Mr McCullough : I find the question a little bit loaded. I find it very difficult to answer some of those comparisons—and the speculation.

Senator CAMERON: But it is on the record. The Prime Minister is arguing, and the Treasurer is arguing, for a further reduction in corporate tax rates—$65 billion cost. Companies like Exxon are not paying any tax for a decade. Where is the revenue going to come from to pay for schools, for health, for infrastructure? It's a simple question.

Mr McCullough : I don't want to repeat the answers that were, I think, given at some length by the secretary at Senate estimates, but essentially—

Senator CAMERON: I wasn’t at Senate estimates.

Mr McCullough : Okay. Essentially, the argument is that corporate tax itself is by comparison a less efficient tax than many of the other taxes in the tax mix. If you reduce, relatively speaking, the inefficient tax, then overall the taxing package for the same amount of revenue is more efficient. That means that the dead-weight loss that we are experiencing at the moment is lessened. That leads to productivity. That leads to growth. Growth leads to increases in wages, ultimately. I mean that's the economic—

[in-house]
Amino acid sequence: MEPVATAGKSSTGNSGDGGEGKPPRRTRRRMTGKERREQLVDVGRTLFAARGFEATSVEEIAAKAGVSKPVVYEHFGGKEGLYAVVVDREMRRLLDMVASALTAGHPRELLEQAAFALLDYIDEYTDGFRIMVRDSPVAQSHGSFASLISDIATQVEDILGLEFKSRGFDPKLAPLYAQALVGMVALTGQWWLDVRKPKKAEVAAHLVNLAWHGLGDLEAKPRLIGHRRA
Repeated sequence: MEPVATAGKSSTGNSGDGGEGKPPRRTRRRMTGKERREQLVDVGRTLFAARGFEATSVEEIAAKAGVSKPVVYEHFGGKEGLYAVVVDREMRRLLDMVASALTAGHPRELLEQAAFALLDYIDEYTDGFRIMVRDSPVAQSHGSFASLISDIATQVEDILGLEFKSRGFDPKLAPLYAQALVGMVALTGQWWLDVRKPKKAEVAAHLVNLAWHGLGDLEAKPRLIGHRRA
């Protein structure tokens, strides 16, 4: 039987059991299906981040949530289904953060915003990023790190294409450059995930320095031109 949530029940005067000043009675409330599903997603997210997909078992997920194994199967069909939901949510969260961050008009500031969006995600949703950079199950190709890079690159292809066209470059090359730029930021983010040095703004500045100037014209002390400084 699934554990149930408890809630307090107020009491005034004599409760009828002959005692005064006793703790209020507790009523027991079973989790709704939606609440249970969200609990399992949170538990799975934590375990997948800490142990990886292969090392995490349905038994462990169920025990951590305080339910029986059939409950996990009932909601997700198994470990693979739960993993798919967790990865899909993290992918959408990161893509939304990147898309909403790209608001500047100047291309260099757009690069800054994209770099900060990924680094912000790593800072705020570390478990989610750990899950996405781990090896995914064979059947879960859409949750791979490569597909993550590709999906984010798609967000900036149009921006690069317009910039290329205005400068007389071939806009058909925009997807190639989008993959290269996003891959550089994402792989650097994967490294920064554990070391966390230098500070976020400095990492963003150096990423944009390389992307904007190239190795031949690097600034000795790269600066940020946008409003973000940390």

Senator CAMERON: So wages are going to increase sometime in this country, are they? Is that colloquial for 'the trickle-down effect', is it? Is that a sophisticated argument for trickle-down, is it?

Mr McCullough : I must declare here that I'm a lawyer not an economist. I was repeating the evidence that I heard at Senate estimates.

Senator CAMERON: Who's the economist? Mr Potts, are you the economist?

Mr Potts : No. I'm not an economist.

Mr McCullough : There are only lawyers and tax people here.